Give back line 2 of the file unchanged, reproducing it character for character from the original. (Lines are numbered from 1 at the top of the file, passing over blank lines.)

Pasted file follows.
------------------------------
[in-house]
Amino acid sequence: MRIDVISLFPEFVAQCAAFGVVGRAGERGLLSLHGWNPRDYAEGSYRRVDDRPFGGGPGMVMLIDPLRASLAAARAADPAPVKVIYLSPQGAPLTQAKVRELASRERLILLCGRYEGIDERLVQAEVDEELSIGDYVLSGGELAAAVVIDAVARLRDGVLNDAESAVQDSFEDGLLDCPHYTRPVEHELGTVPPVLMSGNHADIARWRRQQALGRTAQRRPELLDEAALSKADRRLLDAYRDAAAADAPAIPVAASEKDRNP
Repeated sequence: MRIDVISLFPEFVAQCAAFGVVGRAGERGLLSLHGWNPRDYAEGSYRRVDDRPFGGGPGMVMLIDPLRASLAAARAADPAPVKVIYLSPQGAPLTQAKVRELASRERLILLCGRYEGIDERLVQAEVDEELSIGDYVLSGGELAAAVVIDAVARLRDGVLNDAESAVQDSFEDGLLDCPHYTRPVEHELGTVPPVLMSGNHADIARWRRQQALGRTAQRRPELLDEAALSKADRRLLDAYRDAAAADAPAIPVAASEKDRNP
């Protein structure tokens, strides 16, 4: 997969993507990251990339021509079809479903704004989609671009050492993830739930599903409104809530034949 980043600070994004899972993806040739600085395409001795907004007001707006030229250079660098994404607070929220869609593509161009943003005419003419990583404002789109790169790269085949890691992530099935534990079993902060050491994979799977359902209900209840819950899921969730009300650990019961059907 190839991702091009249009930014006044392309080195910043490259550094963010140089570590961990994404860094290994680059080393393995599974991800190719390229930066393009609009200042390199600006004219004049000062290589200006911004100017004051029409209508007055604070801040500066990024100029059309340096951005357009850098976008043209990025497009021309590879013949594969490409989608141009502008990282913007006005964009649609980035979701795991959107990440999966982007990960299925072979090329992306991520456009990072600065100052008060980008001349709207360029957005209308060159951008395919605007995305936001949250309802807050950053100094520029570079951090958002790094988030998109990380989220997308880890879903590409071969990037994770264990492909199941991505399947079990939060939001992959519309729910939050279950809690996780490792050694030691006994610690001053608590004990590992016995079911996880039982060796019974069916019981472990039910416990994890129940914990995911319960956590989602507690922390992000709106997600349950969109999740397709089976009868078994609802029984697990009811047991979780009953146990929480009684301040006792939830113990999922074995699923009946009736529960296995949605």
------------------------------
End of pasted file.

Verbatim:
Amino acid sequence: MRIDVISLFPEFVAQCAAFGVVGRAGERGLLSLHGWNPRDYAEGSYRRVDDRPFGGGPGMVMLIDPLRASLAAARAADPAPVKVIYLSPQGAPLTQAKVRELASRERLILLCGRYEGIDERLVQAEVDEELSIGDYVLSGGELAAAVVIDAVARLRDGVLNDAESAVQDSFEDGLLDCPHYTRPVEHELGTVPPVLMSGNHADIARWRRQQALGRTAQRRPELLDEAALSKADRRLLDAYRDAAAADAPAIPVAASEKDRNP